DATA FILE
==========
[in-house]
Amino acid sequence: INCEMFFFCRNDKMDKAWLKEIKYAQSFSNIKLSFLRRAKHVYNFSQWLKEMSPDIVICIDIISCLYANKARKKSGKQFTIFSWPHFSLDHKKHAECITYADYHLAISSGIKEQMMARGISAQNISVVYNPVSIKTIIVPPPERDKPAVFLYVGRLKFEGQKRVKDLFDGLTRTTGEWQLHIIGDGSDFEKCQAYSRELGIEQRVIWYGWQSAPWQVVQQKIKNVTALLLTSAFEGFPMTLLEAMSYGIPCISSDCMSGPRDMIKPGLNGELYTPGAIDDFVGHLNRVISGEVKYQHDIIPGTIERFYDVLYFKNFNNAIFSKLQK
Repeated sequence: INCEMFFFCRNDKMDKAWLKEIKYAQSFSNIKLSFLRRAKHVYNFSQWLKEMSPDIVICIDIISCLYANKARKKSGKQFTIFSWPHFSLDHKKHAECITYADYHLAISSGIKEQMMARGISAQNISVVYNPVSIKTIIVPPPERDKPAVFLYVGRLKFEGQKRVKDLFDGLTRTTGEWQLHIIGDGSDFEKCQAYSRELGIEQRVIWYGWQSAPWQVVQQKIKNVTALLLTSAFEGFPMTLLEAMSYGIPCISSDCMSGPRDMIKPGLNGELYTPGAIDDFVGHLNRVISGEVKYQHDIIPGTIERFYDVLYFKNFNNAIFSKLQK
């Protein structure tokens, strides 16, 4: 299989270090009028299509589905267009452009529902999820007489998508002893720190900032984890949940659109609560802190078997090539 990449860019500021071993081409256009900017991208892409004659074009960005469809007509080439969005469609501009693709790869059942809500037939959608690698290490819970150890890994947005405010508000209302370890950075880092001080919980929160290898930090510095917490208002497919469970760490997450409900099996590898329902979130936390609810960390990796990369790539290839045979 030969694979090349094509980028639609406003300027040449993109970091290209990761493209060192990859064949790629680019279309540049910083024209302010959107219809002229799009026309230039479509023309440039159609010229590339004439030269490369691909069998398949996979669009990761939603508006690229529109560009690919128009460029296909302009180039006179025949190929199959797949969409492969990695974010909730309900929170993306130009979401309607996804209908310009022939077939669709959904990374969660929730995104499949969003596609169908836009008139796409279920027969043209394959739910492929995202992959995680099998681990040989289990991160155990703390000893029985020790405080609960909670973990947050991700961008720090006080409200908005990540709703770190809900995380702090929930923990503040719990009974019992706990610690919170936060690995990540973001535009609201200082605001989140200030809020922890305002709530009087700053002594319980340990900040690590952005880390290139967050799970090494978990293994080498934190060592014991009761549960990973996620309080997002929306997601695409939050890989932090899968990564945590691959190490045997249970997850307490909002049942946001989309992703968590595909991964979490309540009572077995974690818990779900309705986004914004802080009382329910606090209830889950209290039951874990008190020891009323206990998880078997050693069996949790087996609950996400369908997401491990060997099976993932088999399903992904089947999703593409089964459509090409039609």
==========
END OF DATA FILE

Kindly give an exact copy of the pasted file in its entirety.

[in-house]
Amino acid sequence: INCEMFFFCRNDKMDKAWLKEIKYAQSFSNIKLSFLRRAKHVYNFSQWLKEMSPDIVICIDIISCLYANKARKKSGKQFTIFSWPHFSLDHKKHAECITYADYHLAISSGIKEQMMARGISAQNISVVYNPVSIKTIIVPPPERDKPAVFLYVGRLKFEGQKRVKDLFDGLTRTTGEWQLHIIGDGSDFEKCQAYSRELGIEQRVIWYGWQSAPWQVVQQKIKNVTALLLTSAFEGFPMTLLEAMSYGIPCISSDCMSGPRDMIKPGLNGELYTPGAIDDFVGHLNRVISGEVKYQHDIIPGTIERFYDVLYFKNFNNAIFSKLQK
Repeated sequence: INCEMFFFCRNDKMDKAWLKEIKYAQSFSNIKLSFLRRAKHVYNFSQWLKEMSPDIVICIDIISCLYANKARKKSGKQFTIFSWPHFSLDHKKHAECITYADYHLAISSGIKEQMMARGISAQNISVVYNPVSIKTIIVPPPERDKPAVFLYVGRLKFEGQKRVKDLFDGLTRTTGEWQLHIIGDGSDFEKCQAYSRELGIEQRVIWYGWQSAPWQVVQQKIKNVTALLLTSAFEGFPMTLLEAMSYGIPCISSDCMSGPRDMIKPGLNGELYTPGAIDDFVGHLNRVISGEVKYQHDIIPGTIERFYDVLYFKNFNNAIFSKLQK
């Protein structure tokens, strides 16, 4: 299989270090009028299509589905267009452009529902999820007489998508002893720190900032984890949940659109609560802190078997090539 990449860019500021071993081409256009900017991208892409004659074009960005469809007509080439969005469609501009693709790869059942809500037939959608690698290490819970150890890994947005405010508000209302370890950075880092001080919980929160290898930090510095917490208002497919469970760490997450409900099996590898329902979130936390609810960390990796990369790539290839045979 030969694979090349094509980028639609406003300027040449993109970091290209990761493209060192990859064949790629680019279309540049910083024209302010959107219809002229799009026309230039479509023309440039159609010229590339004439030269490369691909069998398949996979669009990761939603508006690229529109560009690919128009460029296909302009180039006179025949190929199959797949969409492969990695974010909730309900929170993306130009979401309607996804209908310009022939077939669709959904990374969660929730995104499949969003596609169908836009008139796409279920027969043209394959739910492929995202992959995680099998681990040989289990991160155990703390000893029985020790405080609960909670973990947050991700961008720090006080409200908005990540709703770190809900995380702090929930923990503040719990009974019992706990610690919170936060690995990540973001535009609201200082605001989140200030809020922890305002709530009087700053002594319980340990900040690590952005880390290139967050799970090494978990293994080498934190060592014991009761549960990973996620309080997002929306997601695409939050890989932090899968990564945590691959190490045997249970997850307490909002049942946001989309992703968590595909991964979490309540009572077995974690818990779900309705986004914004802080009382329910606090209830889950209290039951874990008190020891009323206990998880078997050693069996949790087996609950996400369908997401491990060997099976993932088999399903992904089947999703593409089964459509090409039609």